So that's starting to wake up our individual toes with some dexterity, the next thing we're going to move towards is just calling it forward lean. So if you have your feet, same shoulder width apart roughly. And I want you to think about having nice, even balanced throughout your feet. A lot of us do this without realizing it, especially if we stand all day in certain in certain professions, like medical doctors, or nurses or hairdressers. And people that stand all day, a lot of them will stand a little bit out of sync, they'll have a lot of weight on their heels, and have a lot of weight towards the front of their foot what you want. And a nice neutral position is to have everything even within your feet. So all of your toes are touching, all landing pad and your heel are all touching the ground, what you're going to do is you're just going to slightly lean forward. And as the more that you lean forward, the more your toes are going to start to grab. If you're on a nice surface pad like I have right here, you should be able to see and feel your toes dig into that. If you're on something that's harder, like hard word or cement or something like that, you'll feel your toes kind of grip, but you won't feel them pressing as much. So just keep in mind, whatever you're standing on might have some effect. But what we want is as we lean forward, we want all of our toes to engage.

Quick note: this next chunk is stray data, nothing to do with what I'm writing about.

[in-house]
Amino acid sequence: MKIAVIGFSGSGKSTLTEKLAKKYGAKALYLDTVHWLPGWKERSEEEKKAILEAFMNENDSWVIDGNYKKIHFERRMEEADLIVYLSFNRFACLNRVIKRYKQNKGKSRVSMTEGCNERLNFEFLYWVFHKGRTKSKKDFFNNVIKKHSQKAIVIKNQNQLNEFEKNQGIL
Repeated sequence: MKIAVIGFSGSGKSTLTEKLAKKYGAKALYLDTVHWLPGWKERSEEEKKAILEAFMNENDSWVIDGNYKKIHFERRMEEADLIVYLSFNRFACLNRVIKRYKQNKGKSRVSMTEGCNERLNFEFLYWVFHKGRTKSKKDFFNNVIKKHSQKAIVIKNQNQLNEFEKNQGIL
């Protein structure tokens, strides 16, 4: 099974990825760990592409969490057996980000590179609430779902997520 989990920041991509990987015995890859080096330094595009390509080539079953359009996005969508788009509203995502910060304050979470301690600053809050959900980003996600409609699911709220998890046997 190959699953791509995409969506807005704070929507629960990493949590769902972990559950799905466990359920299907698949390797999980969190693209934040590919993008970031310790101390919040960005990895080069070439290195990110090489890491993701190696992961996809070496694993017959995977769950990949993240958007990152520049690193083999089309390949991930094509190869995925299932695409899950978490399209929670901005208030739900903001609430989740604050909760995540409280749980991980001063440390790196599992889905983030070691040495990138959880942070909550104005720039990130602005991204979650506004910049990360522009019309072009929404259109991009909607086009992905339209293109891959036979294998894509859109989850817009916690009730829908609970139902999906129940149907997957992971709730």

Still barefoot and you look down, you should see your toes go from kind of flat to a little bit curled. That's I'm trying to grab the ground. So along the lines of leaning, we're going to do some outside inside leaning as well. So if you have that nice neutral position, what I want you to do is lean to the outside of your feet to where you're just on the outside of the foot or pinky toes are touching. Once you to hold that for a few seconds. And then you're going to do the reverse, you're going to switch to the inside of your foot, where you're just kind of resting on the ball of your foot, the ball, your feet and the big toes and your heels on the ground for both. So what you can do at your own pace is you're going to just switch back and forth from outside to inside and hold these positions.